If it’s not bad enough that there’s a shortage of traditional Thanksgiving foods this year due to unprecedented supply chain disruptions, we’re now looking at a shortage of both real and artificial Christmas trees! On top of that, consumers can expect to pay more for either type this season.
The America Christmas Tree Association (ACTA) predicted an artificial tree shortage due to COVID-19-related delays in shipping and manufacturing. Some are stranded among the 530,000 shipping containers on the 75 cargo ships waiting to unload off the coast of Los Angeles.
Artificial Christmas tree retailers have also reported having to raise prices by 20-30% this season. Real trees are suffering much the same fate. Trees of all sizes have suffered and are compromised following record-high temperatures and droughts across the Pacific Northwest.
According to the ACTA:
“These price increases are the result of extreme weather events in the Pacific Northwest and Midwest, supply chain congestion in and out of ports, and shipping container shortages. The economic instability caused by COVID-19 and the impacts of extreme weather has affected all parts of the global and U.S. supply chain, and Christmas trees are no exception. These challenges mean that there will be fewer live and artificial Christmas trees available this year, and those that are available will cost more than before.”
When does peak-shipping season occur?
Next week signals the start of peak-shipping season for real Christmas trees. Afterall, everyone wants trees in shops and in parking lots the day after Thanksgiving.
The 2021 U.S. Capitol Christmas Tree, hauled by System Transport, has already begun its three week 4,000-mile journey from California to the White House. And pine trees are already being shipped for use in the manufacture of holiday decorations.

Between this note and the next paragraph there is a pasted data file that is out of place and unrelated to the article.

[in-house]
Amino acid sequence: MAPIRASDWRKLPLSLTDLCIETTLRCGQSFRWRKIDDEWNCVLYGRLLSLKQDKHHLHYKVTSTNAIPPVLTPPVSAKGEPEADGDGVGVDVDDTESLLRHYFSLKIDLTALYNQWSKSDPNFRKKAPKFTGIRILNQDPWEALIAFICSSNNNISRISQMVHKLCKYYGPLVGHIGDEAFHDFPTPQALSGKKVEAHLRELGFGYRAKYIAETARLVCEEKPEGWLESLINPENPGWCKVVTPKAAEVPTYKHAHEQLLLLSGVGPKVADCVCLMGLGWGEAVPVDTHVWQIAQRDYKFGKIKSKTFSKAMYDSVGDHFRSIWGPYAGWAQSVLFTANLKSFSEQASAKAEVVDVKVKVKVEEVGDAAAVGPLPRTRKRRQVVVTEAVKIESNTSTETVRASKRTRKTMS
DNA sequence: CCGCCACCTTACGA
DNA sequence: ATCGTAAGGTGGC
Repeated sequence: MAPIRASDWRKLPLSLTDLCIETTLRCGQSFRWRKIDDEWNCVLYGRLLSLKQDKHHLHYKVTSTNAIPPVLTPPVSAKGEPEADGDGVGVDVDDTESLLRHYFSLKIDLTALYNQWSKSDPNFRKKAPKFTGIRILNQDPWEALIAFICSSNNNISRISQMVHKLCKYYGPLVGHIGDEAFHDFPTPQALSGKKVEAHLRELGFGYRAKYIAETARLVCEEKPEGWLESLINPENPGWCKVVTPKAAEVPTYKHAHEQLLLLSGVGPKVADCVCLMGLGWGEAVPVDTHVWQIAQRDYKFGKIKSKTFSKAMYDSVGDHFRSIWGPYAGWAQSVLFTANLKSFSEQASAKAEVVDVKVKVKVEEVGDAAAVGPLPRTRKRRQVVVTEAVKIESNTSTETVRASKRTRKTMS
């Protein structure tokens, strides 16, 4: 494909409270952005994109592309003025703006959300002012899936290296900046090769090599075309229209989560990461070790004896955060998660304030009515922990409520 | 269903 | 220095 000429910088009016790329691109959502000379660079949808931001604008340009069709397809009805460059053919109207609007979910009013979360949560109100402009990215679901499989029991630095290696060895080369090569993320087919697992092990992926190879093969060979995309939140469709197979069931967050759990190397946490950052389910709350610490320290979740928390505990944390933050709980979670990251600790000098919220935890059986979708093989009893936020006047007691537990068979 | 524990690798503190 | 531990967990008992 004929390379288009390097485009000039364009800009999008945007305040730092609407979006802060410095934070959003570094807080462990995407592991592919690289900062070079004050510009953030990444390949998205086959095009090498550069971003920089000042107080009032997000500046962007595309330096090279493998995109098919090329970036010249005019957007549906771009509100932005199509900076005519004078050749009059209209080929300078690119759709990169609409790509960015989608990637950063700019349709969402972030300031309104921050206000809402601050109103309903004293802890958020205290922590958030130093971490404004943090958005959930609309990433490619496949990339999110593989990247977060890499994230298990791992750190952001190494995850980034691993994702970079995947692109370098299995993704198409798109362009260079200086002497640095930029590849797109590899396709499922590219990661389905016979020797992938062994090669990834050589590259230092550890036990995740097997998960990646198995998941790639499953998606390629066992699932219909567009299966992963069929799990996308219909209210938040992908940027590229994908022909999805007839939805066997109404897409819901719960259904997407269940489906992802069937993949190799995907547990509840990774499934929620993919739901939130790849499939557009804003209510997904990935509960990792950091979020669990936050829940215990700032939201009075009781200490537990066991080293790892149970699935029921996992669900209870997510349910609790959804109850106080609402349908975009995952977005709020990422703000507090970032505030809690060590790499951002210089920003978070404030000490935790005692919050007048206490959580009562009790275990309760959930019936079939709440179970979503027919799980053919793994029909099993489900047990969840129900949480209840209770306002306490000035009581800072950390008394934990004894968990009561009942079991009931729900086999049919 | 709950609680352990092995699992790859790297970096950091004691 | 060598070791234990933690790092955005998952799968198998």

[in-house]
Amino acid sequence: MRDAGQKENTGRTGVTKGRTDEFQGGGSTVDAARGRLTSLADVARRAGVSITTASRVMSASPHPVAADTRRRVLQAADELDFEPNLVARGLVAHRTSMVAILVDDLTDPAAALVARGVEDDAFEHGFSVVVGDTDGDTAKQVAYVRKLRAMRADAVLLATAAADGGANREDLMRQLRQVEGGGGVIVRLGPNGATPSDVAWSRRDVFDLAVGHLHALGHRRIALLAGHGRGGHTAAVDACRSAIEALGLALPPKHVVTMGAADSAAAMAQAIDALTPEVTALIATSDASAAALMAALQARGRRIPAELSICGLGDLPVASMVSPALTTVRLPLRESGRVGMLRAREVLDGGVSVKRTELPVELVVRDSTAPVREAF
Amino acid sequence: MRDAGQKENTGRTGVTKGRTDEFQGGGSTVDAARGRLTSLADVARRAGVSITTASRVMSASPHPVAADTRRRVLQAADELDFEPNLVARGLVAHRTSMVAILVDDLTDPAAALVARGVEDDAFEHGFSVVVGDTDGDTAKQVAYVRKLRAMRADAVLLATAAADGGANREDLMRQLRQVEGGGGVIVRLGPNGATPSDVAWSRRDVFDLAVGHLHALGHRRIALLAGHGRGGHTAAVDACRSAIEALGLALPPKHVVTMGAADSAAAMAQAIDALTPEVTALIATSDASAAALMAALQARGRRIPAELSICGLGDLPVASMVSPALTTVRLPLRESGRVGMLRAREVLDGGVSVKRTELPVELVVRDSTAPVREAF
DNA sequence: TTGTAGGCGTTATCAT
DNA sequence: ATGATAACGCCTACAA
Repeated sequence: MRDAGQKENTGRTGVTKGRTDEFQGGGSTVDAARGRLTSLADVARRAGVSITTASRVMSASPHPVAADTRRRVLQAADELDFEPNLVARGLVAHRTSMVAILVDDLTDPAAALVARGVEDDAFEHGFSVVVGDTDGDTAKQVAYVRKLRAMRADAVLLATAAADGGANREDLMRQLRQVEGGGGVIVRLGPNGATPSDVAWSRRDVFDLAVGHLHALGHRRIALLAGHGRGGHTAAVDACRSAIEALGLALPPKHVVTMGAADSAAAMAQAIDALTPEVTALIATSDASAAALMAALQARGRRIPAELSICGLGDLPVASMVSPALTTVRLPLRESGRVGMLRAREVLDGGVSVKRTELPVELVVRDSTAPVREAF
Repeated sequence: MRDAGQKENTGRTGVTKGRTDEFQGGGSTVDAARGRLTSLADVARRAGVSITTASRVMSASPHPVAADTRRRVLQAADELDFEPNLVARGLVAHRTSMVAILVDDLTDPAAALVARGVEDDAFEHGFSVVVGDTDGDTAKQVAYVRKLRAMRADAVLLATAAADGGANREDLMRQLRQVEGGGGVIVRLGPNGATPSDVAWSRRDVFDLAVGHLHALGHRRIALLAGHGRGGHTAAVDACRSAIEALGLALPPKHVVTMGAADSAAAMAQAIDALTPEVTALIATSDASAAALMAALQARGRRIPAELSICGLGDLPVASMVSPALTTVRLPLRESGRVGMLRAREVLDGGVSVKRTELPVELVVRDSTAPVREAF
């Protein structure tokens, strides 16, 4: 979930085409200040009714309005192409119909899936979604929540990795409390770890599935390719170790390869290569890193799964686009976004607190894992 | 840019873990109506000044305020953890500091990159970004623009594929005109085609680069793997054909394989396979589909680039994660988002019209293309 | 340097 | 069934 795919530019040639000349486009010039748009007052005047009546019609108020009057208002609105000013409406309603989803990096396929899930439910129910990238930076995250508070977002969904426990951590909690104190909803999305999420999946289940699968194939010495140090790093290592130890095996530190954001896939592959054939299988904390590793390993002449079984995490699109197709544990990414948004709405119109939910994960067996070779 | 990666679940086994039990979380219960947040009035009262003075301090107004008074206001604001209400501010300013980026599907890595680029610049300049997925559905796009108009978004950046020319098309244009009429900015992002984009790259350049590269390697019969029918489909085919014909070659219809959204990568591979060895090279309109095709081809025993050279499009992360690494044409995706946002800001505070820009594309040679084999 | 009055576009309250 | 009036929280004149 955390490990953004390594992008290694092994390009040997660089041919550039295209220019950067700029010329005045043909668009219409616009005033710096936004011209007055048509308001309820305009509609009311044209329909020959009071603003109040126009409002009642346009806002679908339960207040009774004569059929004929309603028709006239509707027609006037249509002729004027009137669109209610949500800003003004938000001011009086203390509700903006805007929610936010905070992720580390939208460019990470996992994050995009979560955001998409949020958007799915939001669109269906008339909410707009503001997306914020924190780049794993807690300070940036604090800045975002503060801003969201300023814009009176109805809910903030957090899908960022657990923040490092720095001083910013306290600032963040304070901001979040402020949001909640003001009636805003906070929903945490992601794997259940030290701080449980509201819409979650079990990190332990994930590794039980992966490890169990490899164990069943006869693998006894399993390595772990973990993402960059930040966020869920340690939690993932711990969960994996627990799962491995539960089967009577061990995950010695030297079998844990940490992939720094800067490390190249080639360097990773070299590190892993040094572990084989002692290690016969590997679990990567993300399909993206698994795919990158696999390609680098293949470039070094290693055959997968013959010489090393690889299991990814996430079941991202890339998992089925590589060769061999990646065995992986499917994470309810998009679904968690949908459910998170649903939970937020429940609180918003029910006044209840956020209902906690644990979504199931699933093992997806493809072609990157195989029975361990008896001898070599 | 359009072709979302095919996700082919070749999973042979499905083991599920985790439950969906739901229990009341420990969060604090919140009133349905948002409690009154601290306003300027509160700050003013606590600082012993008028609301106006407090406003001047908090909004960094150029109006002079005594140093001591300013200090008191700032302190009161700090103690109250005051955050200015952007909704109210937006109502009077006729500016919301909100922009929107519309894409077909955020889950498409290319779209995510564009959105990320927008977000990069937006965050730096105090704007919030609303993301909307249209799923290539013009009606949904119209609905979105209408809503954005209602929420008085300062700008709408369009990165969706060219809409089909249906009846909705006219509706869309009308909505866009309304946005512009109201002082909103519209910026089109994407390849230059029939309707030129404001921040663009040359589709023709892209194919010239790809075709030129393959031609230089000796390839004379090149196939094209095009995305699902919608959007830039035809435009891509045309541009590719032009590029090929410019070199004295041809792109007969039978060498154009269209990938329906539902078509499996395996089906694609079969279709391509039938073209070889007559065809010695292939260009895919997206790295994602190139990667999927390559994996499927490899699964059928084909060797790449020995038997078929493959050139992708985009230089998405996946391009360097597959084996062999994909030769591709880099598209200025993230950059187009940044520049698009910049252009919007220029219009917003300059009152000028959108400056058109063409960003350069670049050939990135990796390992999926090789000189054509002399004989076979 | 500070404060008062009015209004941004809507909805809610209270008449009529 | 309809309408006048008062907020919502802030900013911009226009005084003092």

The majority of trees are produced in the Pacific Northwest (PNW), but North Carolina also provides a significant amount. Just six counties in Oregon and North Carolina account for just over half of the 25-30 million trees harvested nationwide. Oregon is the market leader in terms of production with 92% of trees exported out of the region, mostly to California.
The typical shipping season in the Pacific Northwest (PNW) begins in the first week of November with Christmas trees bound for Hawaii. This is followed by trees for the Midwest and the East Coast. The week before Thanksgiving is the busiest time of year by far, and that’s when the majority of loads move to Texas, then California and other Western states.
How will this impact truckload carriers and brokers?
The Christmas tree harvest coincides with peak season for fall produce, including potatoes, onions, pears and apples. This results in tight capacity and rate increases out of key markets like Oregon and North Carolina.
For carriers and brokers it’s a short shipping season characterized by remote loading locations involving helicopters, specialty trailers, and urban deliveries with multiple drops — not the easiest freight to haul. DAT brokers in the PNW inform us the shorter hauls to California can go in a dry van. However, anything to the Midwest or East Coast requires a reefer to protect the trees from both heat and freezing.
Most customers want ice blown over the top of the trees to keep them cold and prevent them from drying out, although there are customers who only want dry vans, even on such a long trip. They believe the air from the reefer unit dries the trees out and the chute for the air flow limits the number of trees that will fit in the trailer.